Wednesday, October 20, 2010

Eclairs are still big as store reopens

Addison Todd, above, owner of the Colebrook Store, left, mans the register on his second day in business. Todd, who has lived in Colebrook for five years, hopes to keep old traditions alive, like éclairs, penny candy and Friday night pizza. Kristen Domonell Republican-American.

COLEBROOK - Bob Grigg remembers the taste of the Colebrook Store's éclairs with great fondness.
"They had a recipe for éclairs that they shouldn't have allowed it to be sold it was so good," Grigg said. "People came from miles away, they really did. They were huge and God only knows how many calories were in them and they were so good and they were so big."
After being without for more than three years, residents of Colebrook will have their beloved éclairs back.
The Colebrook Store reopened under new ownership Monday, bringing basic necessities and a favorite gathering spot back to town. The éclairs sold out in the first hour.
Grigg, 77, was born in Colebrook and retired here. He served as the curator of the Colebrook Historical Society and is now the municipal historian. He said he has been "sick at heart" over the store being closed and is glad to have it back.
"In a small community (of 1,532 residents), such as Colebrook, you need some cohesiveness," Grigg said. "You've got the town hall, the church and the historical society; all of them are open to the public but they aren't places the public would necessarily go to or gather. The store more or less rounds out what constitutes a small town, a small village."
Addison Todd, 40, a 1998 graduate of Johnson & Wales University's College of Culinary Arts and a Colebrook resident for five years, has reopened the store, keeping old traditions at the forefront of his business plan.
He plans to make pizza next Friday, Oct. 29, in keeping with the popular tradition of Friday night pizza. At some point in the future, he'd also like to sell prime rib takeout dinners on the weekends. And he hasn't forgotten about the éclairs - they're as big as ever - although now he knows he'll have to make the batch a whole lot larger each day.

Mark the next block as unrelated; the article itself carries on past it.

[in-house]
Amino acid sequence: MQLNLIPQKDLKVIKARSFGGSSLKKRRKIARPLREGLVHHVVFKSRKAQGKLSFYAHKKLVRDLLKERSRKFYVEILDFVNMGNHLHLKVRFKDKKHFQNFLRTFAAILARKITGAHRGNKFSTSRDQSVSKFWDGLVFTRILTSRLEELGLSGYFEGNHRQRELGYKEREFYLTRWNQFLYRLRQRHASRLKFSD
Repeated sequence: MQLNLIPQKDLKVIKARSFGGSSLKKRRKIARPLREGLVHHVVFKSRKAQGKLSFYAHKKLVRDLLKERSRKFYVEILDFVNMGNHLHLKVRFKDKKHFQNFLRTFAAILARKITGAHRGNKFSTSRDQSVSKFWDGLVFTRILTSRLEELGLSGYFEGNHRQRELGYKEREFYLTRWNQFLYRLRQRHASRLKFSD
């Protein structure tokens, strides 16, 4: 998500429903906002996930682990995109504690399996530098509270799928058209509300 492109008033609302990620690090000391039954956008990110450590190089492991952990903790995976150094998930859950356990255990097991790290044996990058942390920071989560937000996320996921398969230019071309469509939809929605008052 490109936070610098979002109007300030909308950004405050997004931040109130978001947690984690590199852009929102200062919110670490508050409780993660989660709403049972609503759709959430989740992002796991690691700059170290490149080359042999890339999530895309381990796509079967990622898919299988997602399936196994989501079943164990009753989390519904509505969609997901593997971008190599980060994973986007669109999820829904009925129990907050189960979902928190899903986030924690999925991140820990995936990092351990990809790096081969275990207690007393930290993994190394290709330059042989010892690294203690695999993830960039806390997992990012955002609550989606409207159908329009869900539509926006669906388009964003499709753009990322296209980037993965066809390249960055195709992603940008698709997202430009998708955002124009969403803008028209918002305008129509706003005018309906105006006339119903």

"My dad actually commented, 'Son, how on earth could one person eat that, I think you should make them normal sized, normal éclairs,'" Todd said. "I said, 'Dad, you don't know the history of the éclairs.'"
Todd grew up having penny candy and éclairs from the general store when he'd visit his grandfather on weekends and holidays. The store had closed in the summer of 2007. When Todd purchased it just over a year ago, there was so much water damage to the floor that he couldn't open one of the front doors.
"I live in town and I kept driving by this beautiful building that was just going into the ground," he said. "I don't think anyone had walked in for two and a half years. It was so close to being the end."
The interior has been refurbished and a few antique signs and the like have been recovered from the basement, but there weren't many left. The rest of the antiques decorating the store have been in Todd's family for years.
Right now, Todd is slowly working on bringing in more inventory, but patrons can find locally-grown organic eggs from North Woods Farm in Colebrook, milk, butter, yogurt, bottled beverages, coffee and tea, and bathroom and pet necessities. The deli menu features soups, breakfast and lunch sandwiches and baked goods.
In coming weeks, Todd plans to stock the shelves with odds and ends that Colebrook residents can easily get in a pinch without having to drive to Winsted or Torrington, as well as penny candies, olive oils and specialty food items. In a month he hopes to be licensed to sell beer. Todd said he foresees catering as the "bread and butter of the operation," but he hasn't gotten that far yet.
Before the previous owner of the store, Lora Murphy, closed shop without warning in July 2007, the Colebrook Store, which is listed in the National Register of Historic Places, had been the oldest continuously-operated general store in the state, opening in 1812. Todd said he may look into the legality of the issue and see if he is able to "rescue that claim to fame."
"It's sad," Todd said, of the years lost. "I can make T-shirts that say 'Was the oldest general store. Two hundred more years to go.'"

Originally appeared 10/20/10 in the Republican-American

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